On the surface, this seems like a straightforward case of censorship. It is not light years removed from the Life on Mars Britain which spawned the video nasties panic of the early 1980s (brilliantly depicted in Jake West’s documentary Video Nasties: Moral Panic, Censorship and Videotape, which also showed at FrightFest). On a political level, that should be all you need to know. Adults were prevented from watching a work of fiction containing a sequence of fictional events, the production of which broke neither British nor Serbian laws. The producers themselves amply documented the filming process in order to demonstrate to the film labs through documentary footage that no one was harmed in the making of the movie. By refusing to pass the 49 individual cuts, the BBFC has prevented the general public from passing judgment on the film, at least until some of us have illegally downloaded copies.

Unlike the FrightFest organisers, I have grown increasingly uneasy with ‘extreme cinema’ and especially its torture-porn offshoot. When commissioned to interview French director Gaspar Noé in 1998, I was warned that ‘it seems like he has gone over the top in order deliberately to get banned’. Since then I have had dark days when it seemed like Hollywood, never mind edgy filmmakers, have been in a race to the bottom to out-gross Seul Contre Tous, and not just at the box office. Until A Serbian Film, I thought that things were going to stabilise. Then Human Centipede: First Segment came along, which spawned an internet meme and where … well, put it this way, you don’t want to end up as the creature’s thorax. While there’s an element of this subgenre that smacks of decadence, actually seeing the films lets you decide if there are any diamonds in the dungheap.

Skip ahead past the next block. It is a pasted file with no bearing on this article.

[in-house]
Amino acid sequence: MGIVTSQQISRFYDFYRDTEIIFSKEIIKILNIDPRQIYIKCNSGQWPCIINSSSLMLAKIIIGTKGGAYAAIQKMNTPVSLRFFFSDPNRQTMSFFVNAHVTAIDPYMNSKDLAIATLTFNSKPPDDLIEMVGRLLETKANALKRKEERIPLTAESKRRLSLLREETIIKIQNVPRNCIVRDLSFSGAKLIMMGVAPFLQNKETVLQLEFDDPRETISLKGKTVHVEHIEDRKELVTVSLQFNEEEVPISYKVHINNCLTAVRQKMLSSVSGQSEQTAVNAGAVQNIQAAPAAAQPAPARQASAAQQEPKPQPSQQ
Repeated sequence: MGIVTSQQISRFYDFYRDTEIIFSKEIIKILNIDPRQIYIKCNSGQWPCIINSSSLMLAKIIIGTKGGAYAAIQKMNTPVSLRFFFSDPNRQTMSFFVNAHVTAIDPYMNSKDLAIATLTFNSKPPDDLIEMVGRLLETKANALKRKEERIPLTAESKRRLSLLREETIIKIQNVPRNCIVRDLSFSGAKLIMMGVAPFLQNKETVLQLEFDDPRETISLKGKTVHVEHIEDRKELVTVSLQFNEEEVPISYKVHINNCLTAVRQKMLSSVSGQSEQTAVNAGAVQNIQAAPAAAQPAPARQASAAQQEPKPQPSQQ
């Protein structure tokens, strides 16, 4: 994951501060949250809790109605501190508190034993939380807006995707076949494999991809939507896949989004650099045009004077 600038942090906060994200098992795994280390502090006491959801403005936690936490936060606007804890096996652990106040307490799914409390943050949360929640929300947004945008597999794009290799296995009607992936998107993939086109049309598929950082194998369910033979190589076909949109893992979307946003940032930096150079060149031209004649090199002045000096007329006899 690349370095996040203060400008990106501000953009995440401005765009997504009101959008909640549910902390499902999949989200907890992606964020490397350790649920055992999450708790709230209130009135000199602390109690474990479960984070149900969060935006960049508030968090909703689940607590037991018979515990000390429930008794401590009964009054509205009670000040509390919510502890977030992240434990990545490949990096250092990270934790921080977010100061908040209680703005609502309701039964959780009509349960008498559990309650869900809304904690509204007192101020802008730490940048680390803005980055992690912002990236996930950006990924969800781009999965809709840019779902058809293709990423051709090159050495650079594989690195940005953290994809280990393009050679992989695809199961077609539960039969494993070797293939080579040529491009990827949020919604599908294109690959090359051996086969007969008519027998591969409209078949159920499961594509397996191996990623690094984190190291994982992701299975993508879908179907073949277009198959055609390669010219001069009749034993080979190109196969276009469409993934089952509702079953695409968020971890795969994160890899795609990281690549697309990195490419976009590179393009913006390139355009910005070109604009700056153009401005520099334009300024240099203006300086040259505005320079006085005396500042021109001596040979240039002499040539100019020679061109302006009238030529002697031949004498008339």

The BBFC ruling on A Serbian Film was justified as follows: ‘It is the Board’s policy that at the adult category the Guideline concerns will not normally override the principle that adults should be free to choose their own entertainment. However, there are cases where the Board will intervene, even at “18”, where material or treatment appears to the BBFC to pose a credible potential harm risk to individuals or, through their behaviour, to society, and in particular where portrayals of sexual or sexualised violence might eroticise or endorse sexual assault or where children are portrayed in a sexualised context.’ So while no actual harm to children took place in A Serbian Film’s production, the question of its portrayal has led to the demand for a debilitating round of cuts, leading to an effective ban on the film.

The BBFC has certainly shifted since the bad old days of tailing the director of public prosecutions and moral campaigner Mary Whitehouse. Published guidelines and a greater emphasis on media education are now the norm; many of the titles on the video nasties list of the 1980s have now reappeared as deluxe edition DVDs, as if one viewing of Nightmares in a Damaged Brain per lifetime is not quite sufficient. But ultimately the BBFC’s position as an unaccountable parastatal body makes it box-office poison and a barrier to adult choices. Audiences can decide whether or not we want to see each new addition to the torture-porn genre, and with luck the trend will run its course (I hope). As events at FrightFest 2010 have shown, such choices are obstructed by the ability of the BBFC to deny films a certificate and open up exhibitors to prosecution.

Graham Barnfield blogs at The Loneliest Jukebox. He is speaking at the Screens of Terror conference at London South Bank University later this month.